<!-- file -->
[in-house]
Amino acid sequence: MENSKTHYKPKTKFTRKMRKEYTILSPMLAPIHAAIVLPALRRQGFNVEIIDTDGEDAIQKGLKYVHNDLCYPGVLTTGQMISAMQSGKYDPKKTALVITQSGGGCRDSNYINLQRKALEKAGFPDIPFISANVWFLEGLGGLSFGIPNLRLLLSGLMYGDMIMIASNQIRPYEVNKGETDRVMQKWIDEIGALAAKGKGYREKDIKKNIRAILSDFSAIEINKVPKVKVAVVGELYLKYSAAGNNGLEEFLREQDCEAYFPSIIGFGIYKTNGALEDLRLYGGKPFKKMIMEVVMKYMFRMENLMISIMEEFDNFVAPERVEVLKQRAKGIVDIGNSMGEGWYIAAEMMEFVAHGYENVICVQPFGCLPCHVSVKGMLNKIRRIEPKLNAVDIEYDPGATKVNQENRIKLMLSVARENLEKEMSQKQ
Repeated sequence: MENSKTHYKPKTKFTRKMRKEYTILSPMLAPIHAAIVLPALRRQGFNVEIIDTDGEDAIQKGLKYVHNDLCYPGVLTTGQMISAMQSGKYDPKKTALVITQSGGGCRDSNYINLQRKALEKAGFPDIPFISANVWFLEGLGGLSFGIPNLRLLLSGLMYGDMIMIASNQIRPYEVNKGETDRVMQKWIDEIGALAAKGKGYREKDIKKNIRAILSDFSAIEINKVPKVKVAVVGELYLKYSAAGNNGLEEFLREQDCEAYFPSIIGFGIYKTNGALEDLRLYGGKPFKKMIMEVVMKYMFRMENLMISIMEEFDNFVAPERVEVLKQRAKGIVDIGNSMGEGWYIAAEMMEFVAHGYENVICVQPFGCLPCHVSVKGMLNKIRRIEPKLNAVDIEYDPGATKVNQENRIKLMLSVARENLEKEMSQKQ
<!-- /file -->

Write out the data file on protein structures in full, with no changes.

[in-house]
Amino acid sequence: MENSKTHYKPKTKFTRKMRKEYTILSPMLAPIHAAIVLPALRRQGFNVEIIDTDGEDAIQKGLKYVHNDLCYPGVLTTGQMISAMQSGKYDPKKTALVITQSGGGCRDSNYINLQRKALEKAGFPDIPFISANVWFLEGLGGLSFGIPNLRLLLSGLMYGDMIMIASNQIRPYEVNKGETDRVMQKWIDEIGALAAKGKGYREKDIKKNIRAILSDFSAIEINKVPKVKVAVVGELYLKYSAAGNNGLEEFLREQDCEAYFPSIIGFGIYKTNGALEDLRLYGGKPFKKMIMEVVMKYMFRMENLMISIMEEFDNFVAPERVEVLKQRAKGIVDIGNSMGEGWYIAAEMMEFVAHGYENVICVQPFGCLPCHVSVKGMLNKIRRIEPKLNAVDIEYDPGATKVNQENRIKLMLSVARENLEKEMSQKQ
Repeated sequence: MENSKTHYKPKTKFTRKMRKEYTILSPMLAPIHAAIVLPALRRQGFNVEIIDTDGEDAIQKGLKYVHNDLCYPGVLTTGQMISAMQSGKYDPKKTALVITQSGGGCRDSNYINLQRKALEKAGFPDIPFISANVWFLEGLGGLSFGIPNLRLLLSGLMYGDMIMIASNQIRPYEVNKGETDRVMQKWIDEIGALAAKGKGYREKDIKKNIRAILSDFSAIEINKVPKVKVAVVGELYLKYSAAGNNGLEEFLREQDCEAYFPSIIGFGIYKTNGALEDLRLYGGKPFKKMIMEVVMKYMFRMENLMISIMEEFDNFVAPERVEVLKQRAKGIVDIGNSMGEGWYIAAEMMEFVAHGYENVICVQPFGCLPCHVSVKGMLNKIRRIEPKLNAVDIEYDPGATKVNQENRIKLMLSVARENLEKEMSQKQ